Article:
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Memo to Sen. Whitehouse: On Climate, Check Your Transcripts Before Attacking Very Same Groups You Praised in the Past

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U.S. Sen. Sheldon Whitehouse’s crusade against energy companies and conservative think tanks just took an absurd new twist.

In a press release today, the Rhode Island Democrat accuses a number of think tanks of engaging in “climate denial,” even though they happen to employ lots of high-profile supporters of a carbon tax. Even more embarrassing, one of the groups targeted by the senator actually helped Whitehouse promote his own carbon tax plan a little more than a year ago. In fact, the senator has cited experts from the same think tank – the American Enterprise Institute – when pushing a carbon tax on the Senate floor.

Whitehouse is a key figure in the #ExxonKnew crackdown on climate policy and free speech. In July, he led a series of speeches on the Senate floor accusing ExxonMobil and a number of conservative groups of promoting a “web of denial” on climate research. In a letter to Whitehouse, Exxon sought to correct the record, highlighting its $7 billion investment in low-emission energy sources since 2000 (exceeding that of the federal government), its support for a carbon tax, and other steps the company has taken to reduce greenhouse gas emissions.

In the letter, the company noted that “legitimate scientific inquiry and dialogue and differences on policy approaches” are not the same thing as “climate denial,” and told the senator it had stopped funding some non-profit groups several years ago “when we determined that our support for them was unfortunately becoming a distraction from the important public discussion over practical efforts to mitigate the risks of climate change.”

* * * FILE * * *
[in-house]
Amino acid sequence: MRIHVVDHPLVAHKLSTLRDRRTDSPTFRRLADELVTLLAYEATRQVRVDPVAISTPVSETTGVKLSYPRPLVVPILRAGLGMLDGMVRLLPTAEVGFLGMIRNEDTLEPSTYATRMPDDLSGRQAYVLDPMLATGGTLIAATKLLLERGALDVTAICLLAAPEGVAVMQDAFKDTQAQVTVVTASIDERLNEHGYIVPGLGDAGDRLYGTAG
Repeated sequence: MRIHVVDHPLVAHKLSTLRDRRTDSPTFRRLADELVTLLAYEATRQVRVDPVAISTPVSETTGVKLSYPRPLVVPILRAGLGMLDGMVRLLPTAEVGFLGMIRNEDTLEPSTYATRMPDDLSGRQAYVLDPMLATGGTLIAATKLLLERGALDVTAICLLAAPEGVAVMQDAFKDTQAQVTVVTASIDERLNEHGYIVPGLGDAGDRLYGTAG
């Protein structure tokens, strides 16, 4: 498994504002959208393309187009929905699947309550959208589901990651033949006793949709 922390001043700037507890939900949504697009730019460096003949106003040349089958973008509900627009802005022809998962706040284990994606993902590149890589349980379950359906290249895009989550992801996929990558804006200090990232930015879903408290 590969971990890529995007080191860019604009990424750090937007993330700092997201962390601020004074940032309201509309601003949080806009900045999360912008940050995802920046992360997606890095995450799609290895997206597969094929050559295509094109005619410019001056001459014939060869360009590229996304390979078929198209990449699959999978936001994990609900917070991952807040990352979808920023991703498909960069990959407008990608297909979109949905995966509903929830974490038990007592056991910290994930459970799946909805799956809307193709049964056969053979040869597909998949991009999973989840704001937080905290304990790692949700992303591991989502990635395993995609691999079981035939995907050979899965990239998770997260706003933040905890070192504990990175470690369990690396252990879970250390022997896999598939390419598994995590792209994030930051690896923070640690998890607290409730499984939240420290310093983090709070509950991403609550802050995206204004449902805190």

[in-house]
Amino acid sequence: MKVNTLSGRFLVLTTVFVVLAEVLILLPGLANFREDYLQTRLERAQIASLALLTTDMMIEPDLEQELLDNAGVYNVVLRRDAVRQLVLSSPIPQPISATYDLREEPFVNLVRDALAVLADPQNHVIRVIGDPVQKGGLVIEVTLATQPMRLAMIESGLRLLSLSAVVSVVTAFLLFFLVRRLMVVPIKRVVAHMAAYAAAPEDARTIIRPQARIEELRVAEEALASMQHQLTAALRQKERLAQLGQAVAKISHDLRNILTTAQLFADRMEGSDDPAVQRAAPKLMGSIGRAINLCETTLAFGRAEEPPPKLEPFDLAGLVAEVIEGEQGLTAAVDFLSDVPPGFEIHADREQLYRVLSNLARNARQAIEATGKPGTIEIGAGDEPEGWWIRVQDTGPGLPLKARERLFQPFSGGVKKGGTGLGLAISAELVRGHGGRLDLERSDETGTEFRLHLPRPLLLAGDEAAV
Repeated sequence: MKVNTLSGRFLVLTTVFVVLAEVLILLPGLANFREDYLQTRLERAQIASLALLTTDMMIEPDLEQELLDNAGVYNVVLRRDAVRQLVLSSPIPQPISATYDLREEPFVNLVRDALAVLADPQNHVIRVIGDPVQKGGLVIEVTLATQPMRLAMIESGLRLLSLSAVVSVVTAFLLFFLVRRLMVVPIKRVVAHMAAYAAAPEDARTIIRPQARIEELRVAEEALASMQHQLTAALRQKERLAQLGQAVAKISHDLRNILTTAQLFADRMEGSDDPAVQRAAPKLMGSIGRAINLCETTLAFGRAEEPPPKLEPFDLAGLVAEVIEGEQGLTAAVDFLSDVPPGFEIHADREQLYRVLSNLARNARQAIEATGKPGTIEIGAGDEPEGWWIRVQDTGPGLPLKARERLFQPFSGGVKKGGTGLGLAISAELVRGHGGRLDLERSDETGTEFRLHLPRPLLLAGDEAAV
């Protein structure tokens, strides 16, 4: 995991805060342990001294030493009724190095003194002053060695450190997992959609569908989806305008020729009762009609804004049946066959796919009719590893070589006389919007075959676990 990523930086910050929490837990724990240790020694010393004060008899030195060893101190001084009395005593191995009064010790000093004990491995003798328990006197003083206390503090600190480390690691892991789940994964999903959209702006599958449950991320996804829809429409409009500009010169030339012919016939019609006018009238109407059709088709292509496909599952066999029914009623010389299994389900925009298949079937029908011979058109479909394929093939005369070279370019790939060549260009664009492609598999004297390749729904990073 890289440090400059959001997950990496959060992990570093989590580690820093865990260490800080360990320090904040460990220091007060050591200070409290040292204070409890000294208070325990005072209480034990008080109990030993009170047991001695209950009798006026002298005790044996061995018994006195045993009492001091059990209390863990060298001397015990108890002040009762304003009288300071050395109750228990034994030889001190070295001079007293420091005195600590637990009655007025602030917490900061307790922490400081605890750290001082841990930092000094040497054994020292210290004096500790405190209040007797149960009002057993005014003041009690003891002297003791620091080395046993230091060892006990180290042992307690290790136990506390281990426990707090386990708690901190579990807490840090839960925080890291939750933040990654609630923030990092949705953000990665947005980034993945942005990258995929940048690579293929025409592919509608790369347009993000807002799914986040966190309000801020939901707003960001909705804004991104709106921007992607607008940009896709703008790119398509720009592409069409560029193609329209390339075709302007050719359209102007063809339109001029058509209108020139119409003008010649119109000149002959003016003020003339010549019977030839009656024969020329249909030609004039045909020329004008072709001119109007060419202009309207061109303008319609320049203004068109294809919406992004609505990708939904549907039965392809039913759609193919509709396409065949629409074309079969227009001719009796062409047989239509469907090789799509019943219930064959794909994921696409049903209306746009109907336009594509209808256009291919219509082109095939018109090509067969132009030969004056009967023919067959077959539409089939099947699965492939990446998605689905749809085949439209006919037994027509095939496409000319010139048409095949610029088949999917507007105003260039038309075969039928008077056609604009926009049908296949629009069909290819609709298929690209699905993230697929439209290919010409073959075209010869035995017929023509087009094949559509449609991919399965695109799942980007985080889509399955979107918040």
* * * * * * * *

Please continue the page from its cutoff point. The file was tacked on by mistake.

Today, Whitehouse released the company’s private letter and blasted out a press release which effectively accuses the company of not telling the truth. It claims Exxon is “peddling climate denial” by funding several groups, including the American Enterprise Institute (AEI), the Hoover Institution, the American Legislative Exchange Council (ALEC), the U.S. Chamber of Commerce (of all entities), and the Hudson Institute.

But Senator Whitehouse must have a pretty short memory: it was only about a year ago when he took to the Senate Floor to praise these very institutions for supporting a carbon tax to combat global warming.

Here’s what he had to say in a June 2, 2015 speech about all these organizations:

Leading right-of-center economists, conservative think tanks, and former Republican officials, both legislative and executive, all say that putting a price on carbon pollution is the right way to deal with climate change. They know that climate denial cannot stand against the facts. As the Washington Post reported last month, prominent thinkers on the right are “increasingly pushing” for a climate policy based on conservative principles and on values such as property rights, market efficiency, and personal liberty. They recommend pricing carbon.